Bank of America, the nation’s largest bank, made a watershed change this month in how its millions of customers resolve their disputes, when it eliminated arbitration clauses from their credit card contracts.
BofA’s announcement came on the heels of a legal settlement reached between the Minnesota attorney general and the National Arbitration Forum, one of the largest arbitration firms in the nation. The NAF agreed to cease all consumer arbitrations as a result of the lawsuit.
Just days later, the American Arbitration Association halted consumer debt collection arbitrations, pending a review of their practices and procedures.
These events will make arbitration less available for consumers. You would think trial lawyers and consumer groups who have long opposed arbitration would be joyful. But instead of popping champagne corks, the opponents are grousing. And this is more telling than the rhetoric employed in all the years of their so-called “principled” fight on behalf of the consumer.
A recent opinion piece by David Lazarus in the Los Angeles Times (“Got a Complaint against BofA? You’re on your own” August 23, 2009) sheds light upon, and calls into question whether the self-proclaimed advocates for consumers actually speak in their interest. Mr. Lazarus writes, “Most media outlets characterized BofA’s move as good for consumers and bad for the bank’s lawyers, who now face a deluge of lawsuits.”
But far from proclaiming the consumers’ victory over arbitration clauses, Mr. Lazarus’ piece presents the recent events as a battle won but with the war still in the balance.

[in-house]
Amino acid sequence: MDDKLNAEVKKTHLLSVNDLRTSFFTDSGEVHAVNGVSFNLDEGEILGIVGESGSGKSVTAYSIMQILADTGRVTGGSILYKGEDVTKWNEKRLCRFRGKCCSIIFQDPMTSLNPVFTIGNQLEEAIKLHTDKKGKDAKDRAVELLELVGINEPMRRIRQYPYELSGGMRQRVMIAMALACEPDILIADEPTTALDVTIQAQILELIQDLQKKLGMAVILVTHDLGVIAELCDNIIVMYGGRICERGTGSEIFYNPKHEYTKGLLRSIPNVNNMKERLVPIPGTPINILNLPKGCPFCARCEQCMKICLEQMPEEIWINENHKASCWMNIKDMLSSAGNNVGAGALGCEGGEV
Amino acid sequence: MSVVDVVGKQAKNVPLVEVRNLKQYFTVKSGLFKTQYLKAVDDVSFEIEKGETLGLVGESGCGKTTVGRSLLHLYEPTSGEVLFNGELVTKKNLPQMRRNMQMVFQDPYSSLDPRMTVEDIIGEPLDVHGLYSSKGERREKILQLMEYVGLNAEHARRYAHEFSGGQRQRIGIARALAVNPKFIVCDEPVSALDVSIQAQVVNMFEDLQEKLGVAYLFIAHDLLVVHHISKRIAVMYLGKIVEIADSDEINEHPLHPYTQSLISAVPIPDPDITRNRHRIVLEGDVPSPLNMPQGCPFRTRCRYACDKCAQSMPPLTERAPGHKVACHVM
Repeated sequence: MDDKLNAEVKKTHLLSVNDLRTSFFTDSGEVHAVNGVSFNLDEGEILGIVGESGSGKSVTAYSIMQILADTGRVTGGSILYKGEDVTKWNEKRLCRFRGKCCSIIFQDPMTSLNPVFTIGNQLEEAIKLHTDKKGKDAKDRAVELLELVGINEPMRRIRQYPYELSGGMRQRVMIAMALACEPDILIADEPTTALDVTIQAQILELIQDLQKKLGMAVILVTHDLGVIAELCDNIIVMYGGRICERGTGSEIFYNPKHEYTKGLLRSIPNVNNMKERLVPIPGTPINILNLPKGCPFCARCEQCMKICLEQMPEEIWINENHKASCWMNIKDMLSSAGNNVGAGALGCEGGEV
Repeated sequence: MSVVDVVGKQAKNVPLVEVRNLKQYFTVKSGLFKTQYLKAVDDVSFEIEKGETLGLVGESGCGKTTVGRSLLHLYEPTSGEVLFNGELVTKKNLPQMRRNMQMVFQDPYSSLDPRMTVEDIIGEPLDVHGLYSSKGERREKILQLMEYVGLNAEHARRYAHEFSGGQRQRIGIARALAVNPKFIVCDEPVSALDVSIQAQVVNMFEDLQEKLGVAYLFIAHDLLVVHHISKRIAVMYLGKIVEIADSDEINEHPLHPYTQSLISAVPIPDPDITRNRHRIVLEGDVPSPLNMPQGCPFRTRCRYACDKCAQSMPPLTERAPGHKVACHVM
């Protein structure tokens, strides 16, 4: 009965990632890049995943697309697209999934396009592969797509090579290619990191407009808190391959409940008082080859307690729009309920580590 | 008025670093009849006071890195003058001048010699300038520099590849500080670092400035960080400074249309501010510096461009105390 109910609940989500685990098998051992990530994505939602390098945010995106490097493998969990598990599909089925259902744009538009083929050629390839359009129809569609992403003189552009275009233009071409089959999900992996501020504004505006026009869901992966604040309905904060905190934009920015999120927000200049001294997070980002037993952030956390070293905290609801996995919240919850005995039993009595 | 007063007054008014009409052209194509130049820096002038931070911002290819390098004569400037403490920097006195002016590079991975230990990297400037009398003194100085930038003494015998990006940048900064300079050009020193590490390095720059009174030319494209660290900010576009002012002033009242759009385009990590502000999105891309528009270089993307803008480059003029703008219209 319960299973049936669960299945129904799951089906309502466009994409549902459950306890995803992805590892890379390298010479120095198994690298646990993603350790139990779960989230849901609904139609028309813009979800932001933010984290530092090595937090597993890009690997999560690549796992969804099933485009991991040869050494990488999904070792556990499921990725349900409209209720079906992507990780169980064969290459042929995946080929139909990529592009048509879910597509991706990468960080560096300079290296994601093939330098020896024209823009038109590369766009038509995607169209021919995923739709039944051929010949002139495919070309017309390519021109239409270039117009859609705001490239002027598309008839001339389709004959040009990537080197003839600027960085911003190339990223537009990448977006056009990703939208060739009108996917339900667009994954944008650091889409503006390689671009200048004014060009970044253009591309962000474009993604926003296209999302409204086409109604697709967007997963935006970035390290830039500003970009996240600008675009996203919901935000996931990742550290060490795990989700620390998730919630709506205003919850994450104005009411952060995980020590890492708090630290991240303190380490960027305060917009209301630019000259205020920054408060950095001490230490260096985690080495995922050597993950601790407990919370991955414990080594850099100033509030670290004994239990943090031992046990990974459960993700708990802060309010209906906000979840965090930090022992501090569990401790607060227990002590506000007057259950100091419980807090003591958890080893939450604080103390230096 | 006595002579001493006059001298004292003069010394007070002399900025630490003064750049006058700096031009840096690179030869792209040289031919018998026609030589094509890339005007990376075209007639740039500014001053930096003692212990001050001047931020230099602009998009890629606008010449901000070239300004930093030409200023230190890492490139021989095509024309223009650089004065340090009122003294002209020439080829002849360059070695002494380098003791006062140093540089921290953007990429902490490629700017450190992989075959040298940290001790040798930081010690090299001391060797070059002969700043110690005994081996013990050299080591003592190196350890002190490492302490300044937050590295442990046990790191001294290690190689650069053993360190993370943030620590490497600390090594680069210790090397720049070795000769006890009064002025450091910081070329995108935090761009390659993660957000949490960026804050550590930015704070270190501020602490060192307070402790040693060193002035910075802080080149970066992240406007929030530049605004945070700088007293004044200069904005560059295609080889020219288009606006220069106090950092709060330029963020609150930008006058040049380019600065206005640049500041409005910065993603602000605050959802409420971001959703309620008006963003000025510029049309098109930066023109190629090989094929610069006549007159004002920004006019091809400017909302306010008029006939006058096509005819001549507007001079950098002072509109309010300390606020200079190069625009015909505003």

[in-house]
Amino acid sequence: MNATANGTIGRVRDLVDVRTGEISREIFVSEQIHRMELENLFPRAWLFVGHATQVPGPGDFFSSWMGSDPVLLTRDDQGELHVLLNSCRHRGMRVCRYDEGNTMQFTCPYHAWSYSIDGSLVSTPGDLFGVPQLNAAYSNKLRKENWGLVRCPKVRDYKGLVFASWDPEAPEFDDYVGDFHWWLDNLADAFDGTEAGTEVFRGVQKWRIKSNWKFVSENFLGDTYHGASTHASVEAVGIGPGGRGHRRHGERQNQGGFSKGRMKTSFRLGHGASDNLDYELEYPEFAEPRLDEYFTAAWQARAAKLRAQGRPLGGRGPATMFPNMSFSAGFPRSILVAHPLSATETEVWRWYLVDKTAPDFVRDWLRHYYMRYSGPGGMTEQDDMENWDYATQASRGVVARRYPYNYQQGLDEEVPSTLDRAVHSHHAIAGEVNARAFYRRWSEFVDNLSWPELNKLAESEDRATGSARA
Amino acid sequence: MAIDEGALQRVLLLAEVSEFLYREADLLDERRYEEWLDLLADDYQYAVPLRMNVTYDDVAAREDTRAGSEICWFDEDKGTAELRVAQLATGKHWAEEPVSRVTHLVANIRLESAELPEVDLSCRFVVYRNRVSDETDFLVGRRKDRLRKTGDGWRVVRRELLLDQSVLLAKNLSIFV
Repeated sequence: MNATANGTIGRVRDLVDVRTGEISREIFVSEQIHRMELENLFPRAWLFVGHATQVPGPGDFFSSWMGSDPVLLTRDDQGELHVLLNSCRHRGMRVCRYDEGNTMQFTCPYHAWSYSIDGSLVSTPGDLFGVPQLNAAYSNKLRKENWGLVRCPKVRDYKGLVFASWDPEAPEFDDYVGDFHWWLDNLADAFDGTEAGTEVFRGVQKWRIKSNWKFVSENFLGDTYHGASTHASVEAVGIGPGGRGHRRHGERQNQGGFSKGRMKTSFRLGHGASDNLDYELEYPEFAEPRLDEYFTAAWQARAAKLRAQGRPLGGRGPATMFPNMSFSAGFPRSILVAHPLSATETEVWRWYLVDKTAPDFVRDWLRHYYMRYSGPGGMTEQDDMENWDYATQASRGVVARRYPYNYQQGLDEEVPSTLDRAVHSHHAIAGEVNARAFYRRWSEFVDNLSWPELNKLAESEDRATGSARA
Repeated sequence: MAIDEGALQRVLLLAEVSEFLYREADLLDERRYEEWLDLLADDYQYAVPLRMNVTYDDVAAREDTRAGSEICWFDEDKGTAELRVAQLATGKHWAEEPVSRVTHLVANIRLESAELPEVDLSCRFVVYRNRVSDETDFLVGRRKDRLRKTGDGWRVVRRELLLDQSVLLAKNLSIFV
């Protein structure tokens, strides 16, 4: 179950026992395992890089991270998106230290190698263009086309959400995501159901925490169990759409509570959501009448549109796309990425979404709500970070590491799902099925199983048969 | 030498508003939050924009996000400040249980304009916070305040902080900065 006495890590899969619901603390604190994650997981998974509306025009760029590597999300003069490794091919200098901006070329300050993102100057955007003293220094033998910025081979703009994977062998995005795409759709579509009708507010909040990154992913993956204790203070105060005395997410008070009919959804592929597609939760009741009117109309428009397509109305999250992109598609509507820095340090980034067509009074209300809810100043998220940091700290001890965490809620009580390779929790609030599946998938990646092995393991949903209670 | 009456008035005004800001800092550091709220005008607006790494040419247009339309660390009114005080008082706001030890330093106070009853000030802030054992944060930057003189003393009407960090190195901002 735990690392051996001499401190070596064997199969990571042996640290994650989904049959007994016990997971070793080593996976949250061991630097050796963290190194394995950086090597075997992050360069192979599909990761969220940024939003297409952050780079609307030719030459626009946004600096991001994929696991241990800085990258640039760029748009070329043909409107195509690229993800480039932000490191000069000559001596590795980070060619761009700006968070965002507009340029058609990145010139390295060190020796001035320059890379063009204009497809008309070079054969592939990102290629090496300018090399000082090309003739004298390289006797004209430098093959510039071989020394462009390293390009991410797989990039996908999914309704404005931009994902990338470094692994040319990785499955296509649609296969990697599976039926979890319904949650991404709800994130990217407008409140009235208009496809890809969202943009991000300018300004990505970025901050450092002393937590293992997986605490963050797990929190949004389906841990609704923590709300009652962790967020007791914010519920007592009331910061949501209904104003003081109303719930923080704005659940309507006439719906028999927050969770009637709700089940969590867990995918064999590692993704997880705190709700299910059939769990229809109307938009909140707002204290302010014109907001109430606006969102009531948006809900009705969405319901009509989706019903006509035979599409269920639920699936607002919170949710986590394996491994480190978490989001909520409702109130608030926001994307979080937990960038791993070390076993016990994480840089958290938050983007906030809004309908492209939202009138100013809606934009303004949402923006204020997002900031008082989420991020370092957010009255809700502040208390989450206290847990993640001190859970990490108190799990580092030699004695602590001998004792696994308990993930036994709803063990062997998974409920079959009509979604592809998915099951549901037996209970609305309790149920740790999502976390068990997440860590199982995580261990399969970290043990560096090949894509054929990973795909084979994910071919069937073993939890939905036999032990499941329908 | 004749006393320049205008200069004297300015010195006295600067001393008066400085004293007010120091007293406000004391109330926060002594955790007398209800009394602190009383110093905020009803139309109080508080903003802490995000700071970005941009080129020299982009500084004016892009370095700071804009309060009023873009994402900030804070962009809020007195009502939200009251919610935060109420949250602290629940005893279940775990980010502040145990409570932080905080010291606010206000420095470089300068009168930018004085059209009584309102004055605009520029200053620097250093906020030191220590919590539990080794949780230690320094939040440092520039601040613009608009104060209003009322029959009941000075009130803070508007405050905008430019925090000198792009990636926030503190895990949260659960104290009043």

He quotes Gail Hillebrand of Consumers Union, a major opponent of consumer arbitration: “Dropping the arbitration requirement is a useful step, but it’s only half a step.”
For arbitration’s opponents, ensuring that consumers can go to court is not the end goal. It is actually the first of a two-step dance at the plaintiffs’ lawyer prom.
The second step is to allow these consumer cases to become large class actions—the kind that are famous for making a relatively few plaintiffs’ lawyers rich while giving the consumer masses pennies on the dollar, or even coupons, for their trouble.
To understand the plaintiffs’ lawyers’ true class-action-enabling motive, one need look no further than Representative Hank Johnson (D-Ga.), the primary sponsor of the House version of the Arbitration Fairness Act and a plaintiffs’ lawyer.
Lisa A. Rickard serves as president of the U.S. Chamber Institute for Legal Reform (ILR), where she provides strategic leadership to ILR's comprehensive program aimed at changing the legal culture that has resulted in our nation's litigation explosion.
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